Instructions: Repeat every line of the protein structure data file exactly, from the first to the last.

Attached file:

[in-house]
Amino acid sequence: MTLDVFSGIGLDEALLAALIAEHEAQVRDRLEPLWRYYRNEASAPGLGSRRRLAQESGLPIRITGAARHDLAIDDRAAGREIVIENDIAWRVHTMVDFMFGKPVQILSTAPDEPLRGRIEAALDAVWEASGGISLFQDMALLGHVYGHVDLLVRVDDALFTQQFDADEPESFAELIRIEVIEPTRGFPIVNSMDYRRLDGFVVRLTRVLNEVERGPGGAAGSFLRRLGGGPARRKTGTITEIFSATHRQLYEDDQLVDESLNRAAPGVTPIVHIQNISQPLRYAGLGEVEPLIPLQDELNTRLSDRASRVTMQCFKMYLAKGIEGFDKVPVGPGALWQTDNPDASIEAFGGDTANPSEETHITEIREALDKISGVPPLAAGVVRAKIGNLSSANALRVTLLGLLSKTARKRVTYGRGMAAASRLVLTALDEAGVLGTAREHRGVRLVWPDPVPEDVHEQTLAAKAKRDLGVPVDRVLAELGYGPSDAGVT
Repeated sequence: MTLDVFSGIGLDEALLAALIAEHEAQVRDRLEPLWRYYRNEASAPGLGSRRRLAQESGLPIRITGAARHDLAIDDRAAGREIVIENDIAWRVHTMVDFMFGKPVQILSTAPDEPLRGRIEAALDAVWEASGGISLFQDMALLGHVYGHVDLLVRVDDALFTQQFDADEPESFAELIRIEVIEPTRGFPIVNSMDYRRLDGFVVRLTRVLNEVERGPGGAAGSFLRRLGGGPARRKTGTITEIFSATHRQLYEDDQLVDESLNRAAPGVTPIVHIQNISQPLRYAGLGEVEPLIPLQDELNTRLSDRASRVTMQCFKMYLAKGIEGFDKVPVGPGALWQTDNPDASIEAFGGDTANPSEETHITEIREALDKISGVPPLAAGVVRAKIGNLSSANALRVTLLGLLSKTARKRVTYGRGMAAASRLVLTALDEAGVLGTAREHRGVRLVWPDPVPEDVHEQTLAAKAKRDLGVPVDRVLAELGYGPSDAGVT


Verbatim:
[in-house]
Amino acid sequence: MTLDVFSGIGLDEALLAALIAEHEAQVRDRLEPLWRYYRNEASAPGLGSRRRLAQESGLPIRITGAARHDLAIDDRAAGREIVIENDIAWRVHTMVDFMFGKPVQILSTAPDEPLRGRIEAALDAVWEASGGISLFQDMALLGHVYGHVDLLVRVDDALFTQQFDADEPESFAELIRIEVIEPTRGFPIVNSMDYRRLDGFVVRLTRVLNEVERGPGGAAGSFLRRLGGGPARRKTGTITEIFSATHRQLYEDDQLVDESLNRAAPGVTPIVHIQNISQPLRYAGLGEVEPLIPLQDELNTRLSDRASRVTMQCFKMYLAKGIEGFDKVPVGPGALWQTDNPDASIEAFGGDTANPSEETHITEIREALDKISGVPPLAAGVVRAKIGNLSSANALRVTLLGLLSKTARKRVTYGRGMAAASRLVLTALDEAGVLGTAREHRGVRLVWPDPVPEDVHEQTLAAKAKRDLGVPVDRVLAELGYGPSDAGVT
Repeated sequence: MTLDVFSGIGLDEALLAALIAEHEAQVRDRLEPLWRYYRNEASAPGLGSRRRLAQESGLPIRITGAARHDLAIDDRAAGREIVIENDIAWRVHTMVDFMFGKPVQILSTAPDEPLRGRIEAALDAVWEASGGISLFQDMALLGHVYGHVDLLVRVDDALFTQQFDADEPESFAELIRIEVIEPTRGFPIVNSMDYRRLDGFVVRLTRVLNEVERGPGGAAGSFLRRLGGGPARRKTGTITEIFSATHRQLYEDDQLVDESLNRAAPGVTPIVHIQNISQPLRYAGLGEVEPLIPLQDELNTRLSDRASRVTMQCFKMYLAKGIEGFDKVPVGPGALWQTDNPDASIEAFGGDTANPSEETHITEIREALDKISGVPPLAAGVVRAKIGNLSSANALRVTLLGLLSKTARKRVTYGRGMAAASRLVLTALDEAGVLGTAREHRGVRLVWPDPVPEDVHEQTLAAKAKRDLGVPVDRVLAELGYGPSDAGVT